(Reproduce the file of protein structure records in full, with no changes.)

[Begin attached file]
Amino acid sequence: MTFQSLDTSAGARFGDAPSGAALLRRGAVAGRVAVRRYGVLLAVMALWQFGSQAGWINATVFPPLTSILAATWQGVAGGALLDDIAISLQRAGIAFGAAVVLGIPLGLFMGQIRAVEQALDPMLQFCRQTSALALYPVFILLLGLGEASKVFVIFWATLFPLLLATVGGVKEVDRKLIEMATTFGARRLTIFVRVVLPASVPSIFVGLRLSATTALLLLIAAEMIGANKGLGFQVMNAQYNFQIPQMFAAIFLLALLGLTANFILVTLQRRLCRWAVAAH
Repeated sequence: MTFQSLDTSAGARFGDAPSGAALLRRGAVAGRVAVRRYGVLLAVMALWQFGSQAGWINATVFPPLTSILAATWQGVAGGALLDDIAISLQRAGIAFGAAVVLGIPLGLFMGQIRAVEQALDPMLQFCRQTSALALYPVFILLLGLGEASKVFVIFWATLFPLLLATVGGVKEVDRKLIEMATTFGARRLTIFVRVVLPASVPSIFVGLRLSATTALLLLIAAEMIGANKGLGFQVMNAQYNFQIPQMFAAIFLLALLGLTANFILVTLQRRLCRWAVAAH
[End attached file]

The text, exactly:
Amino acid sequence: MTFQSLDTSAGARFGDAPSGAALLRRGAVAGRVAVRRYGVLLAVMALWQFGSQAGWINATVFPPLTSILAATWQGVAGGALLDDIAISLQRAGIAFGAAVVLGIPLGLFMGQIRAVEQALDPMLQFCRQTSALALYPVFILLLGLGEASKVFVIFWATLFPLLLATVGGVKEVDRKLIEMATTFGARRLTIFVRVVLPASVPSIFVGLRLSATTALLLLIAAEMIGANKGLGFQVMNAQYNFQIPQMFAAIFLLALLGLTANFILVTLQRRLCRWAVAAH
Repeated sequence: MTFQSLDTSAGARFGDAPSGAALLRRGAVAGRVAVRRYGVLLAVMALWQFGSQAGWINATVFPPLTSILAATWQGVAGGALLDDIAISLQRAGIAFGAAVVLGIPLGLFMGQIRAVEQALDPMLQFCRQTSALALYPVFILLLGLGEASKVFVIFWATLFPLLLATVGGVKEVDRKLIEMATTFGARRLTIFVRVVLPASVPSIFVGLRLSATTALLLLIAAEMIGANKGLGFQVMNAQYNFQIPQMFAAIFLLALLGLTANFILVTLQRRLCRWAVAAH